21 Things I've learned this past year I've spent on dialysis
- Dialysis doesn't have to be nearly as bad as you expect it to be.
- Even if you are a dialysis patient, you are a human being first and deserve to be treated with respect.
- You are the consumer and the client. All the medical and dialysis professionals are the service providers and they work for you. It's okay to expect quality, efficient service just like any other service you pay for.
- Educate yourself about all your options. Don't wait for the medical professionals or social workers to inform you.
- Take as much control over your treatment as you can. The more you know about it, the better.
- Try to have the best lab numbers you can, not for the silly stickers they give you, but because these numbers can greatly impact your prognosis and quality of life. Also, great lab numbers will keep them from speaking to you like a child.
- Get as much dialysis as you can. Although we want to spend the least amount of time in the dialysis chair, remember that more is almost always better. Native, working kidneys work 24 hours a day, 7 days a week. The closer we can get to that number, the healthier we will be.
- Never take a shower with your sites still taped. The glue will adhere to your skin and it will literally take days to get it off.
- Be smart about your diet and fluids. If your labs allow a little splurging here and there, fine, but remember if you go overboard the only one you hurt is you.
- If you desire a transplant and are looking for a live donor, get as much publicity as you can. Get your story in the newspaper, the local TV stations, wherever you can. Start a FB page, but don't concentrate on the already tapped out kidney disease community where everyone is in the same boat as you. Reach out to the rest of the world and educate them about your plight and how difficult it is to find donors. The more people you reach, the better your chances are.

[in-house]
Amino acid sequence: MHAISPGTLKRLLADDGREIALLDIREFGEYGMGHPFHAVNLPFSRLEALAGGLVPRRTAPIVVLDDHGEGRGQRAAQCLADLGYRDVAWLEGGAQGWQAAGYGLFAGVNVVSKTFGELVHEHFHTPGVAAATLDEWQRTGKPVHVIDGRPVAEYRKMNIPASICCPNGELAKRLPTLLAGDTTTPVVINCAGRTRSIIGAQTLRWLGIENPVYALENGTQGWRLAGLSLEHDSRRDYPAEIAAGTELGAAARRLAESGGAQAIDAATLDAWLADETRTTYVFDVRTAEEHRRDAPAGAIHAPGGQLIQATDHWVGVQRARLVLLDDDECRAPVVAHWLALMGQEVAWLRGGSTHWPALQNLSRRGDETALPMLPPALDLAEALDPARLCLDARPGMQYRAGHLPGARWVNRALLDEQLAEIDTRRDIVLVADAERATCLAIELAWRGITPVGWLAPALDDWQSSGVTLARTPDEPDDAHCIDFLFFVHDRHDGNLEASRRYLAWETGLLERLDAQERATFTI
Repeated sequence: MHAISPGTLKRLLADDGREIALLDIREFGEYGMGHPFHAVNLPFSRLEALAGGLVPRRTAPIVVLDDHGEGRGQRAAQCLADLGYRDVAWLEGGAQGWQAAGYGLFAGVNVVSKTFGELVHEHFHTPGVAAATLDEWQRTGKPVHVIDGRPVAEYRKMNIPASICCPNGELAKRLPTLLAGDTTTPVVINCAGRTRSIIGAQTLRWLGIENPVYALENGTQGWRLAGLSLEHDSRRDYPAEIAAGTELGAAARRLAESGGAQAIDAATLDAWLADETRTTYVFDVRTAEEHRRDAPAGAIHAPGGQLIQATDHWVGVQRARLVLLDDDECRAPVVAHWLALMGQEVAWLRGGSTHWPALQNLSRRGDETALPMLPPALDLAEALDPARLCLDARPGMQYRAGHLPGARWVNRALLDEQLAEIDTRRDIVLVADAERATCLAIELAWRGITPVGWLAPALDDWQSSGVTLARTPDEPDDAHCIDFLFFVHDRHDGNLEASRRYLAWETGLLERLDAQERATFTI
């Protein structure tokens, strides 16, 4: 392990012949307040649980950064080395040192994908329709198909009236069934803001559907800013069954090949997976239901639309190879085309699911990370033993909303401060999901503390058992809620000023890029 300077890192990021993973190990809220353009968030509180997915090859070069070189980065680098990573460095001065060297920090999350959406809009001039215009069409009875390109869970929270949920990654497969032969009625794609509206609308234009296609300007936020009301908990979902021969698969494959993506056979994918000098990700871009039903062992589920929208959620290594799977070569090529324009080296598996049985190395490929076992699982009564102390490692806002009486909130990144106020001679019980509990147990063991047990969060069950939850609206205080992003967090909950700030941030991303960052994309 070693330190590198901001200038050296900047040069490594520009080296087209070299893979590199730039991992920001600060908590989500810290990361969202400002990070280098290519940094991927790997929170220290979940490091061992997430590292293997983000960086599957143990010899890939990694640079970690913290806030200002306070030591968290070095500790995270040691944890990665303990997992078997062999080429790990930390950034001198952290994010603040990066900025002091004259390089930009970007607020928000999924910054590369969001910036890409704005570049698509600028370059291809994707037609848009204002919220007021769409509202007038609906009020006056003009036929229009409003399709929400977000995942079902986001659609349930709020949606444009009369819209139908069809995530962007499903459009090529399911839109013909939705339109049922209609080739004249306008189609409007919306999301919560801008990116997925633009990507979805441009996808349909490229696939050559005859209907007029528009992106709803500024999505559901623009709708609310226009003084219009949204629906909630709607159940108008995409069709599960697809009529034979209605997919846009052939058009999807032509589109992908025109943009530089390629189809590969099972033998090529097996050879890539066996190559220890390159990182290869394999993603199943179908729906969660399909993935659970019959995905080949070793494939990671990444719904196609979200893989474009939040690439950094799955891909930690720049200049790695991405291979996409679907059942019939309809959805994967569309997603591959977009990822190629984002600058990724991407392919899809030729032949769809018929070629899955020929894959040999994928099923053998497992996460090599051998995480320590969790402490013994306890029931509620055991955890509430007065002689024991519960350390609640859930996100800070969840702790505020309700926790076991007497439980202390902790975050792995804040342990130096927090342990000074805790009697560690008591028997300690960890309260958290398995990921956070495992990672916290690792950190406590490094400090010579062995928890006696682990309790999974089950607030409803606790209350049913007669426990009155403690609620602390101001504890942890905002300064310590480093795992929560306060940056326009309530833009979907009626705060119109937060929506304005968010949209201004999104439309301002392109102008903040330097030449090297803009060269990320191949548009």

- Talk to as many dialysis patients as you can and listen to their experiences. Very often other patients will teach you things the medical professionals are clueless about.
- Don't expect people who are not on dialysis to understand what you are going through. They won't.
- Accept that even well meaning people will say stupid things and ask you stupid questions. Try to be patient with them.
- Don't expect your friends and family to stop their lives just because of your illness. They won't.
- Be present if you don't want people to forget about you. Even when you are tired, try to drag yourself out of the house so you can stay relevant to those around you.
- Expect to find out who you real friends truly are. If you lose people they were never really your friends to begin with. Good riddance to them. Your true friends will stand by you and support you.
- Family members can be very disappointing, but they're only human too.
- There are angels walking among us. Keep your heart open so they can find you. If you have a closed heart you might miss them.
- Don't try to shield your loved ones from your reality, and this includes spouses and children. They are there to be your support system and they deserve to know (within reason regarding children) what you are going through.
- Dialysis isn't the end of the world. It's a new beginning to a new life, one that can just as fulfilling as your previous life.
- You will learn you have strength you never knew you had.
Jan 17, 2014 11:09 AM
Jan 10, 2014 12:14 PM
These 21 things listed are what every Dialysis patient should